Información de la revista
Vol. 111. Núm. 9.
Páginas 773-774 (noviembre 2020)
Vol. 111. Núm. 9.
Páginas 773-774 (noviembre 2020)
Practical Dermoscopy
Open Access
Solitary Sclerotic Fibroma: Dermoscopic Features
Fibroma esclerótico solitario: características dermatoscópicas
N. Setó-Torrenta,
Autor para correspondencia

Corresponding author.
, G. Melé-Ninota, M. Quintana-Codinaa, R. Ballester-Victoriab
a Servicio de Dermatología, Hospital Universitari Sagrat Cor, Barcelona, Spain
b Servicio de Anatomía Patológica, Hospital Universitari Sagrat Cor, Barcelona, Spain
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An 89-year-old woman presented with an indurated whitish nodule with superficial vascularization on the fourth finger of her left hand (Fig. 1). The lesion had been present for several years. Dermoscopy (Fig. 2) showed peripheral arborizing vessels against a whitish background and an erythematous halo around the lesion. The lesion was excised and sent for pathologic examination (Fig. 3).

[[?]] What Is Your Diagnosis?

Fig. 1.

Well-demarcated nodule measuring 7 × 5.7 mm with superficial vascularization.

Fig. 2.

Homogeneous white lesion with perilesional erythema and peripheral arborizing vessels.

Fig. 3.

Abundant hypocellular hyalinized bands of collagen and clefts forming a storiform pattern.


Solitary sclerotic fibroma.


Sclerotic fibroma (SF), also known as storiform collagenoma, is an uncommon benign tumor. It clinically manifests as a firm, solitary, well-circumscribed, whitish or flesh-colored papule or nodule and typically affects young adults.1 It is preferentially located on the face and extremities, but has also been described on the trunk, scalp, oral mucosa, and nail bed.2 Multiple SFs are considered to be a cutaneous marker of Cowden syndrome,1 unlike solitary lesions, which are not usually observed in this hereditary skin condition. Histopathologic examination shows a well-circumscribed, nonencapsulated, dermal tumor composed of thick hypocellular hyalinized collagen bands separated by numerous clefts and scarce fibroblasts interspersed among the collagen bands. The clefts are randomly arranged and form a storiform pattern at low magnification.1

Two theories have been proposed to explain the etiology and pathogenesis of SF. According to the first theory, SF is a distinct clinical and pathologic entity, which in particular would explain its association with Cowden syndrome. According to the second theory, it would be the end stage of existing lesions, such as dermatofibromas, neurofibromas, angiofibromas, folliculitis, erythema elevatum diutinum, lipomas, fibroma of the tendon sheath, melanocytic nevi, and giant cell collagenomas. The most commonly associated entity is dermatofibroma.3,4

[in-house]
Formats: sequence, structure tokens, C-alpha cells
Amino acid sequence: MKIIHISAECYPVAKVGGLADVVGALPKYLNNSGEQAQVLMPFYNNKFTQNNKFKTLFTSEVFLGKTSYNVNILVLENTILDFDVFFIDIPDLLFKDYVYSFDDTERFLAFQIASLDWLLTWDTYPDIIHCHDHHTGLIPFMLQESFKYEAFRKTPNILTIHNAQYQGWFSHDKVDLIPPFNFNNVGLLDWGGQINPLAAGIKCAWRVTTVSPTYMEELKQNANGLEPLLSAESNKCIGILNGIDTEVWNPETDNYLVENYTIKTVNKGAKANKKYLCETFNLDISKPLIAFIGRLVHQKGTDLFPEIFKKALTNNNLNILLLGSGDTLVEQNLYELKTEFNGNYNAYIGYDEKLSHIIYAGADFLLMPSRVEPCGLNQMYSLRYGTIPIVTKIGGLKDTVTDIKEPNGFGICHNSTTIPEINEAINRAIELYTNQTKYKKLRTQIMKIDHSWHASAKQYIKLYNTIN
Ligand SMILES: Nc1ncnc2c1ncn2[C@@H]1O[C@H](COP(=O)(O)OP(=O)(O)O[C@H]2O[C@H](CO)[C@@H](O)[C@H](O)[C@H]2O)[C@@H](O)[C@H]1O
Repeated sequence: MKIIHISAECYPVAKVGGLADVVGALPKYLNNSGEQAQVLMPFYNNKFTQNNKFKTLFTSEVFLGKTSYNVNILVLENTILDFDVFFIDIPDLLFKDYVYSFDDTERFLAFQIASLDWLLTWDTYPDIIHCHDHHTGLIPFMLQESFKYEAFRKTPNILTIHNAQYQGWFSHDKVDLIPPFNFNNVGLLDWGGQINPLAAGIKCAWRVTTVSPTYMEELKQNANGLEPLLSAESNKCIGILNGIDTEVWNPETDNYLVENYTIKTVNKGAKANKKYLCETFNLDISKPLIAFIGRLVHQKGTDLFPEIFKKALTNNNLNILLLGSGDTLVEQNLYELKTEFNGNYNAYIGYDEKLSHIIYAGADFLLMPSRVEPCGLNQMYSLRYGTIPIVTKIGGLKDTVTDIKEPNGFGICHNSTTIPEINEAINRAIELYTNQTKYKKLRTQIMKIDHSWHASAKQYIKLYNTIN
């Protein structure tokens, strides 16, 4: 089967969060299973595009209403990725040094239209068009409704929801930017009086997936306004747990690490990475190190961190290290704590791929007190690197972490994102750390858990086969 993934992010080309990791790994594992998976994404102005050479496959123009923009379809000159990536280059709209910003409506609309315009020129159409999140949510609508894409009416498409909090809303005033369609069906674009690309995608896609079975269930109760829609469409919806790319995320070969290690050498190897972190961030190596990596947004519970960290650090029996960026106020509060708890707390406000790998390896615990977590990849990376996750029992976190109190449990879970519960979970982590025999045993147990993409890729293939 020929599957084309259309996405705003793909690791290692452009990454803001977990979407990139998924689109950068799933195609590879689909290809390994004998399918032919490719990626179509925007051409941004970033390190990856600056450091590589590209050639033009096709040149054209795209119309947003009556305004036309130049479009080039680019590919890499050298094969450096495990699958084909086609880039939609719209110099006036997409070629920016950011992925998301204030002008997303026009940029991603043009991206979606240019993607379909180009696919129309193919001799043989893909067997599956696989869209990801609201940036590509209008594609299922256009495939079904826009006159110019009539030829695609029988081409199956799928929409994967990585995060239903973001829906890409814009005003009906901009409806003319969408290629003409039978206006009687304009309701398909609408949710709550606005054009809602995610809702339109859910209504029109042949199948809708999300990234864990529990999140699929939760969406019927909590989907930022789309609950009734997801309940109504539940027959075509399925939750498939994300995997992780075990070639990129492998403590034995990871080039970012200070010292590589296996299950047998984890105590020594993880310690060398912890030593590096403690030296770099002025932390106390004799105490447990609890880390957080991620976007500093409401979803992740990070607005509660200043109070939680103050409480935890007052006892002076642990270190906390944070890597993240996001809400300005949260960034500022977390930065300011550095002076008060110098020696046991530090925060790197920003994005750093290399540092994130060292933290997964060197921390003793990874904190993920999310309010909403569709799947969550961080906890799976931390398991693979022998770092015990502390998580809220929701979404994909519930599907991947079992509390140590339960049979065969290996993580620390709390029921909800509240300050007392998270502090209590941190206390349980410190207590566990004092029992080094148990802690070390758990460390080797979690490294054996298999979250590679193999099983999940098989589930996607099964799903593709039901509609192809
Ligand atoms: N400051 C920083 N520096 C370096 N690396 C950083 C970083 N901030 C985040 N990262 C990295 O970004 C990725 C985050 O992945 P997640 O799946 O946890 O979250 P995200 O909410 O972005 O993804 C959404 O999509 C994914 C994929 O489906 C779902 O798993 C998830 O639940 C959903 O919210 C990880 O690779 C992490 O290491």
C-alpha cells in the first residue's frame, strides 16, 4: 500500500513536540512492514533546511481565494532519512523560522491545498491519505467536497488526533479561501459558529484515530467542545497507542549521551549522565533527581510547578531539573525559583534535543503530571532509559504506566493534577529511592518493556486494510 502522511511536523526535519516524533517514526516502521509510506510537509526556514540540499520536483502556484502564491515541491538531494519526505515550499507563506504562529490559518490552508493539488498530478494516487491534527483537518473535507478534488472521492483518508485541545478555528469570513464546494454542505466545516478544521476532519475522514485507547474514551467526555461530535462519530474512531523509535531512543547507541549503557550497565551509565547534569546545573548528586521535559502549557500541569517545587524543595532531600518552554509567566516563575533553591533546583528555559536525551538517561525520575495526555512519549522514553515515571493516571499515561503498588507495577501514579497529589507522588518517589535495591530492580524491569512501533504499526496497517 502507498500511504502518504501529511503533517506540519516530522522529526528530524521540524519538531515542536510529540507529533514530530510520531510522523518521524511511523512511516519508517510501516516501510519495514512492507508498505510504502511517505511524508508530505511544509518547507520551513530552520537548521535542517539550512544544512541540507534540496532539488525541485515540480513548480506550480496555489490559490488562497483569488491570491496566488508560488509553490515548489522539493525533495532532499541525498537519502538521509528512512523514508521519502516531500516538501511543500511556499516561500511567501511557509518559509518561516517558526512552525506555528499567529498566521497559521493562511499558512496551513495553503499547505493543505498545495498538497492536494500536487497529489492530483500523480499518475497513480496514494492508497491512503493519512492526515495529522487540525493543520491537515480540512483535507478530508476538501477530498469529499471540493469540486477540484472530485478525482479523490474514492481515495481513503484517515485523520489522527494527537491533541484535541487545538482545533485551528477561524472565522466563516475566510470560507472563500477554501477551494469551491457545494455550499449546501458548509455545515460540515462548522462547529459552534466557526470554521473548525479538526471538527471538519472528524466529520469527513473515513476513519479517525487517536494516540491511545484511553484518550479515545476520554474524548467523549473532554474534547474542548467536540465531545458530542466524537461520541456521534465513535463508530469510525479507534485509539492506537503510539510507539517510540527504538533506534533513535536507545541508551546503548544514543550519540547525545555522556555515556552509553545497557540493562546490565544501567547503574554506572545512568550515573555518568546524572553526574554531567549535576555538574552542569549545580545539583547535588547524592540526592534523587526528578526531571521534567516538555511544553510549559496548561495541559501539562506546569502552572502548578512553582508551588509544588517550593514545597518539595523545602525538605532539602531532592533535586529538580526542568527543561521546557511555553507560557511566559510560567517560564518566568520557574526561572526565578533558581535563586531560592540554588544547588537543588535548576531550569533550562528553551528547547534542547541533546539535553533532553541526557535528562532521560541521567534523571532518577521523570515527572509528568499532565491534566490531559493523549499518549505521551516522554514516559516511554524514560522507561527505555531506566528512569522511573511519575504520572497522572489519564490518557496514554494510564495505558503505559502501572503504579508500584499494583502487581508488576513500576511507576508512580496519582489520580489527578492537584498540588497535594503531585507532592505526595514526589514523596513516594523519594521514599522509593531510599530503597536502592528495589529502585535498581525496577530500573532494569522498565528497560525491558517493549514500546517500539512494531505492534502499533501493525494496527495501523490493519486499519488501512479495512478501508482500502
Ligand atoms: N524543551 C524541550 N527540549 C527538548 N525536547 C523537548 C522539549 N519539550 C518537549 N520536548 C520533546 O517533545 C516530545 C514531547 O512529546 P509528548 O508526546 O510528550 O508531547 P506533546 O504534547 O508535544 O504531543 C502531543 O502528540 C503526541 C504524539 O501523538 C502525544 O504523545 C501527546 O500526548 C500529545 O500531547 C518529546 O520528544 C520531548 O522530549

A recent dermoscopic study of SF, the first of its kind, described a homogeneous lesion against a white background with peripheral arborizing vessels and a perilesional erythematous halo.2 Our findings were very similar. The following conditions should be contemplated in the differential diagnosis: atypical dermatofibroma, late-stage sclerotic dermatofibroma, basal cell carcinoma, hypomelanotic or amelanotic blue nevus, and amelanotic melanoma.2 Unlike SF, atypical and late-stage sclerotic dermatofibromas usually have a delicate peripheral pigment network.5 Additional dermoscopic features observed in basal cell carcinoma include cartwheel structures, maple leaf–like areas, ulceration, multiple globules, and blue-gray ovoid nests. Blue nevus and amelanotic melanoma do not always exhibit a residual blue-brownish pigment,6 making them more difficult to distinguish from SF.

We have presented a new case of SF with very similar dermoscopic findings to those recently described. Although dermoscopy can provide important diagnostic clues, a diagnosis of SF must be histologically confirmed.

Conflicts of Interest

The authors declare that they have no conflicts of interest.

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Please cite this article as: Setó-Torrent N, Melé-Ninot G, Quintana-Codina M, Ballester-Victoria R. Fibroma esclerótico solitario: características dermatoscópicas. Actas Dermosifiliogr. 2020.

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